Course Review- Dyke Golf Club (http://www.dykegolf.com/)

Date: 16/07/2017

Time: 14:07pm

Conditions: Mostly Sunny, Warm, Light Breeze.



Green Fee: £20.00 (Booked through Teeofftimes.com)

Range: Practice Facility, Short Game Area, Practice nets.



Par: 72

Tees: Yellow

Yards: 6351

Score: 91

 

Doubling up on golf this weekend (and new courses!), following on from the previous day’s round at Pyecombe Golf Club, I headed up to Dyke Golf Club early on a Sunday afternoon to make the most of the calm and warm conditions that we were experiencing at the time. I pre-booked my tee time through Teeofftimes.com for £20 plus their £1 booking fee, although Dyke Golf Club do also have their own online booking system (which I must add works well) which I have since used. As with other courses in the area, I have had glimpses before playing, this time when visiting Devil’s Dyke on several occasions.

 

Dyke Golf Club is one of four courses located immediately north of Brighton & Hove, nestled away on top of the South Downs. Being outside of the city itself, it is very easy to access from quite a number of places in Sussex via both the A23 and A27. The course, as previously mentioned, is located close to Devil’s Dyke, which I also strongly recommend checking out if it is your first time to the area.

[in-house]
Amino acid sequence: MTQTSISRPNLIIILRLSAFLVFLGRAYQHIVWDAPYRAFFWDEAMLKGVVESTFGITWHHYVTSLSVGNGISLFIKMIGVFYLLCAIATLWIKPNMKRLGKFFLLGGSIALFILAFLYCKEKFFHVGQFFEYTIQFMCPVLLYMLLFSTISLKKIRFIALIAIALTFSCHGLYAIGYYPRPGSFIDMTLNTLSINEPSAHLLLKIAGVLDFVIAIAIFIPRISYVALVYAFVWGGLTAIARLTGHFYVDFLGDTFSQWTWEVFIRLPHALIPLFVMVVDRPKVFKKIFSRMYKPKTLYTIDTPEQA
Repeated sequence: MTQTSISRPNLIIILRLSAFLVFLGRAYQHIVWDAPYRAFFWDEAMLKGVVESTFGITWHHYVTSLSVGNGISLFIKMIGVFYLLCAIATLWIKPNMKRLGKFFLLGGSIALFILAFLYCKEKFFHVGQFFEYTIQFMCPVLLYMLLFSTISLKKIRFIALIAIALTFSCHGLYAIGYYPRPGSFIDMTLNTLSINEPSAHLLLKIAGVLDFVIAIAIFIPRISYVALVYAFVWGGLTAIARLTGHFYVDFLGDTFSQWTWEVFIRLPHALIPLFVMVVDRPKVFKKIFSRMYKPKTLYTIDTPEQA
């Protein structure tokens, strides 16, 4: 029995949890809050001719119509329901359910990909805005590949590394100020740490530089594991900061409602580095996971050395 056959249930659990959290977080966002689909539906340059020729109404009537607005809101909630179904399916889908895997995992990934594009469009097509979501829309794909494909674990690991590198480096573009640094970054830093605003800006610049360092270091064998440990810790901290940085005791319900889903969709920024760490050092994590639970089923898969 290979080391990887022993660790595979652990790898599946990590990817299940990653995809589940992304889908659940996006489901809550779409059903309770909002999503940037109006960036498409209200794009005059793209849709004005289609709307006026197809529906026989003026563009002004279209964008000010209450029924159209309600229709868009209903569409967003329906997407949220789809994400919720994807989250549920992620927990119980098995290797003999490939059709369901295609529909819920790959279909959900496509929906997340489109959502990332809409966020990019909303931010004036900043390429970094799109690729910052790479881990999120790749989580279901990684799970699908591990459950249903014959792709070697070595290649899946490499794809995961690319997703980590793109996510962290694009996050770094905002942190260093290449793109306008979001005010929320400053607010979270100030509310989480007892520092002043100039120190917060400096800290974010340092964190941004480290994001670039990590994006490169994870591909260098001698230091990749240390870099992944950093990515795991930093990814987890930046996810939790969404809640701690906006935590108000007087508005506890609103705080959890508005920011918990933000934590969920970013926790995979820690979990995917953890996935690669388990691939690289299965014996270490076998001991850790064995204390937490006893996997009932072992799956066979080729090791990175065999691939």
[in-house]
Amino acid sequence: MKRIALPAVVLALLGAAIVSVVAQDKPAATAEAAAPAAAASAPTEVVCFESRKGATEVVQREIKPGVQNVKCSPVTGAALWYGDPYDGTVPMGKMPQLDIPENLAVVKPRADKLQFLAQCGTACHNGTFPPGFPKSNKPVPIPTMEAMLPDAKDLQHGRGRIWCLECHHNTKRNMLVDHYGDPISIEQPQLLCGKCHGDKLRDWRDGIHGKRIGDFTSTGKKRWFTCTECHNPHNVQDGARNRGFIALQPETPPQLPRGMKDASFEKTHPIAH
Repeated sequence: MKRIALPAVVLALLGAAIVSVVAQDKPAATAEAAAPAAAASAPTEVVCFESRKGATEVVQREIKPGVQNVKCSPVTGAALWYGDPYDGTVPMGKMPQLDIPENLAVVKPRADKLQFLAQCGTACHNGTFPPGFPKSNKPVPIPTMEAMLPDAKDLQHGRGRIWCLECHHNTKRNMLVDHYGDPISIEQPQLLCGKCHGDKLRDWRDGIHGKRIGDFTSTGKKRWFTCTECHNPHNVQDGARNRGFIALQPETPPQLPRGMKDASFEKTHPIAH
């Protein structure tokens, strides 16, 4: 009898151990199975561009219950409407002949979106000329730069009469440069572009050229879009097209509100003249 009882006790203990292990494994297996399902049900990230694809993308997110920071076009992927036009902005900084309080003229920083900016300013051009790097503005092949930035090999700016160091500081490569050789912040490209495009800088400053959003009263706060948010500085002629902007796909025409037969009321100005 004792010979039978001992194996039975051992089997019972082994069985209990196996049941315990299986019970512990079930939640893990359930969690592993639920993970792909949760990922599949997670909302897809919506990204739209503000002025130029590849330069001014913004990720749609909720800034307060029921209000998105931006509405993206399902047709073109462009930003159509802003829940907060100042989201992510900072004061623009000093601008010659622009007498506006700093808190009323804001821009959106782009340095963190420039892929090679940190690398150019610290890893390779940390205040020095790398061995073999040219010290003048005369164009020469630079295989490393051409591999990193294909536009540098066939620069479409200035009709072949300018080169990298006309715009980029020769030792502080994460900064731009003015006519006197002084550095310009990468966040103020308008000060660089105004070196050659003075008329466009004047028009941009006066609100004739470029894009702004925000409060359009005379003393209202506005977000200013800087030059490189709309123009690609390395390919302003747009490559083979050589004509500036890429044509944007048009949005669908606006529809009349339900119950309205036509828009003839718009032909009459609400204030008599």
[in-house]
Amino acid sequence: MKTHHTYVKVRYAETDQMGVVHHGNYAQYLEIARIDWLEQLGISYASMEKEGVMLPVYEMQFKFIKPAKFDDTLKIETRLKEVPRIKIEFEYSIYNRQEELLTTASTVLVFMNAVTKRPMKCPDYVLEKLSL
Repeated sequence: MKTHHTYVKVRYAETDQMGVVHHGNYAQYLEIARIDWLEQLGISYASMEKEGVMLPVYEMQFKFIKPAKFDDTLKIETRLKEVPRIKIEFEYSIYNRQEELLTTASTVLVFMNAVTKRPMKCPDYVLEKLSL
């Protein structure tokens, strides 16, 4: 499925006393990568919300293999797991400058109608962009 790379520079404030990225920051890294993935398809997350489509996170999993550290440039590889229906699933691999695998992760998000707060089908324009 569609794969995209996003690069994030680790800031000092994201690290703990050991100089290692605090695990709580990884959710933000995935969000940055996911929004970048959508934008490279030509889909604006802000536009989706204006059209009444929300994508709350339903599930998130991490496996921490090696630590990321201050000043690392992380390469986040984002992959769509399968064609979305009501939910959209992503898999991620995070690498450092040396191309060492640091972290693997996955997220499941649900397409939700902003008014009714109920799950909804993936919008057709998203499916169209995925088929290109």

The clubhouse and car park are located at the highest points on the course, which makes a nice change knowing that the first hole isn’t going to be a walk straight up a hill! The clubhouse towers over the course and the practice facilities, and offers great views out over the city itself, but also the sea on a clear day. Upon arrival, I checked in with the Pro, and as per the previous day, was also able to pick up another course guide for my collection, before heading to the practice green to get the pace of the greens before teeing off. I like to have a decent warm up before playing where possible, so on my way up to the course, I had stopped off at the driving range at West Hove Golf Club, although Dyke Golf Club does have a couple of practice nets and a practice ground with multiple teeing areas, as well as a separate short game area, and large practice putting green.